Tattoos create a division in society depending on people’s perceptions and beliefs. Some say that a tattoo will ruin a person’s chances of landing a distinguished job or link negative connotations to the art form. However, there are others that embrace the art of tattoos as a form of personal expression, using their body as a canvas to tell a unique story about themselves and their lives.  Then there are also people that get tattoos to create a memory of someone special or of a loved one who’s passed away. The generation gap between the older generation and generation X and Y has fueled the hot topic debate of tattoos as a societal acceptance.

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How it all began:

Ancient Egypt and India used tattoos as methods of healing and as methods of religious worship. They were also marks of status in society but also a punishment. Tattoos in the Philippines were marks of the rank and accomplishments and people there, believed that they had magical properties.


  • 3200 B.C. 
  • Ötzi, who would become the world’s oldest mummy, gets a tattoo which seems to be one of the first: about 60 lines and crosses on his lower spine, right knee, and ankle joints.
  • Third Century A.D.
  • In the late 200s, Japanese men were elaborately decorating their entire bodies.
  • 1846 
  • Martin Hildebrandt set up New York’s first tattoo shop on Oak Street in lower Manhattan.
  • 1944 
  • In one of the first instances of legal trouble for the tattoo world, Charlie Wagner was fined by the city of New York for not sterilizing his needles.
Via: Inked Cartel
  • 1961 
  • The New York City Health Department banned tattooing after a hepatitis-B scare.
  • 1974 
  • Don Ed Hardy opens Realistic Tattoo in San Francisco, the first custom-only, appointment-only studio in the U.S.
  • 1979 
  • The three-year-old National Tattoo Association organizes the first National Convention of tattoo artists and fans, in Denver.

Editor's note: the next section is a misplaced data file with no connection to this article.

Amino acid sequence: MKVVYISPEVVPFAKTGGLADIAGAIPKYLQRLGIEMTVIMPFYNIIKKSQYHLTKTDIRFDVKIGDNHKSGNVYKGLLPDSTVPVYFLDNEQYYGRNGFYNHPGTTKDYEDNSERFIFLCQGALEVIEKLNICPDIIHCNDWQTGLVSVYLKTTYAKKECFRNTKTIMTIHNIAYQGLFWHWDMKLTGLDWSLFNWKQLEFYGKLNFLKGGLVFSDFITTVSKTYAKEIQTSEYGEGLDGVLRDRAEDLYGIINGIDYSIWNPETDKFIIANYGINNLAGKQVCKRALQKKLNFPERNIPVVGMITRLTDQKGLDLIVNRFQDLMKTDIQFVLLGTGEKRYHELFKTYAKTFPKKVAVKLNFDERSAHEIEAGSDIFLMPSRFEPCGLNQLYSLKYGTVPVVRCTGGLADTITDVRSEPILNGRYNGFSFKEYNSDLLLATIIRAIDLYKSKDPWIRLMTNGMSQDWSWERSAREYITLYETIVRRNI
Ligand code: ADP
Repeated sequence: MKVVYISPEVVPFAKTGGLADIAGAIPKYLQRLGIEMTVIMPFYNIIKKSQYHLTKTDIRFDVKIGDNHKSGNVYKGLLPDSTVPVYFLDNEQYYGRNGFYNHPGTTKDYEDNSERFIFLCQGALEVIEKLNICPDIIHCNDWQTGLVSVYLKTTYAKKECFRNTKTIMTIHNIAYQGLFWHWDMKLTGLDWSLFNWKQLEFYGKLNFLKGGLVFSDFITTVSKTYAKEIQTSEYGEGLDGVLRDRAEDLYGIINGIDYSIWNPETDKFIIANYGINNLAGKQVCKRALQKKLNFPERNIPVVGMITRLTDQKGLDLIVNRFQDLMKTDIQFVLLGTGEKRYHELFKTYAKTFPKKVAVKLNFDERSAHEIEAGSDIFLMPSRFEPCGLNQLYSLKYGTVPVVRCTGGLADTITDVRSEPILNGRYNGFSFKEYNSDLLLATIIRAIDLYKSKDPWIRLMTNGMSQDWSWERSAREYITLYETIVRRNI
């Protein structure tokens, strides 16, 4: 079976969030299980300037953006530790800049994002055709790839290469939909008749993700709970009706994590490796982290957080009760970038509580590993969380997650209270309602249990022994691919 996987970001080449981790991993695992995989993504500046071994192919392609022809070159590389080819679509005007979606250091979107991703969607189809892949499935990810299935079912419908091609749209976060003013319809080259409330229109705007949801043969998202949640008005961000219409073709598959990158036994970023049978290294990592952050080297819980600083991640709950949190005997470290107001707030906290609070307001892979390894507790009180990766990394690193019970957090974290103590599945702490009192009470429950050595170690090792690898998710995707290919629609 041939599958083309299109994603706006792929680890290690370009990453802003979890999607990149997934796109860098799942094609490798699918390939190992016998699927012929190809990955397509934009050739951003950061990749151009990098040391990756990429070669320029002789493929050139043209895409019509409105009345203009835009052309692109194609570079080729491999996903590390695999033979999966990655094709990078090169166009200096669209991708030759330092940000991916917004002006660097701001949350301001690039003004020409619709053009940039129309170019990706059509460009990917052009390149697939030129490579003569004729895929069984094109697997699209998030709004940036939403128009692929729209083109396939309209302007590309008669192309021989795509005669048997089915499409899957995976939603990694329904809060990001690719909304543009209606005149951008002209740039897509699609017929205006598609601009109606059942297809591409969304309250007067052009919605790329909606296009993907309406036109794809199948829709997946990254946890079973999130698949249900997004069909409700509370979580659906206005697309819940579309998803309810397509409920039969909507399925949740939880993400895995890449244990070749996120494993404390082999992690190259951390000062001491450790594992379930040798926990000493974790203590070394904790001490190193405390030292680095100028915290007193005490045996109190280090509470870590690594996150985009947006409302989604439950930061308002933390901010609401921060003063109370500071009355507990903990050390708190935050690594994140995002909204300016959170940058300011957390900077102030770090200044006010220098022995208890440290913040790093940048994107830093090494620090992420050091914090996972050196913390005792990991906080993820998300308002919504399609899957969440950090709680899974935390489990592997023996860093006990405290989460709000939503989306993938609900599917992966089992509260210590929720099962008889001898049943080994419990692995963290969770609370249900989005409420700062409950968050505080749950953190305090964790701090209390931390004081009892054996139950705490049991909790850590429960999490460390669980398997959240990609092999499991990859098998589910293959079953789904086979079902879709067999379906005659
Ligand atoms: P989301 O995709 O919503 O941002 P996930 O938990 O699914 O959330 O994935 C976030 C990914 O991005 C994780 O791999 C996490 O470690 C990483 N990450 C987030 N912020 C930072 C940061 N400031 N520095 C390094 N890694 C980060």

• 1997 
  • New York passes a bill legalizing tattooing by a vote of 38 to 7. Officials estimate that 50 tattooists had been operating illegally in the previous few years.
  • 1997 
  • New York held its first tattoo convention.
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  • 2004 
  • The launch of Ed Hardy Vintage Tattoo Wear, a clothing line featuring the artwork of the famed tattooist.
  • 2005
    9/11 memorial tattoos became a distinct genre at tattoo competitions.
  • 2007 
  • Brad Pitt got a tattoo of Ötzi, the mummy.

The facts:

•The world record holder in a number of tattoos is Gregory Paul McLaren whose skin is 100% covered with tattoos.  After him, comes Tom Leppard, born 1934. His skin is covered with tattoos “only” 99.9%.

•Ancient Greeks and Romans tattooed their slaves and criminals so they would be easier to identify if they escaped.  Chinese also tattooed their criminals.

•If a tattoo ink has metals there is a rare chance that it will become hot during MRI tests.

•George C. Reiger Jr has special permission from Disney to have tattoos of their copyrighted material – specifically Disney’s characters. He has over 1,000 Disney tattoos, which includes ALL 101 Dalmatians.

•Ancient Egypt practiced “medical tattooing” among other forms. They, for instance, had tattoos for treatment of chronic pelvic peritonitis (inflammation of the peritoneum).

•Earliest tattoo inks were made of carbon and ash.

•Today, at least one-fifth of adults in the United States have at least one tattoo.

The debate: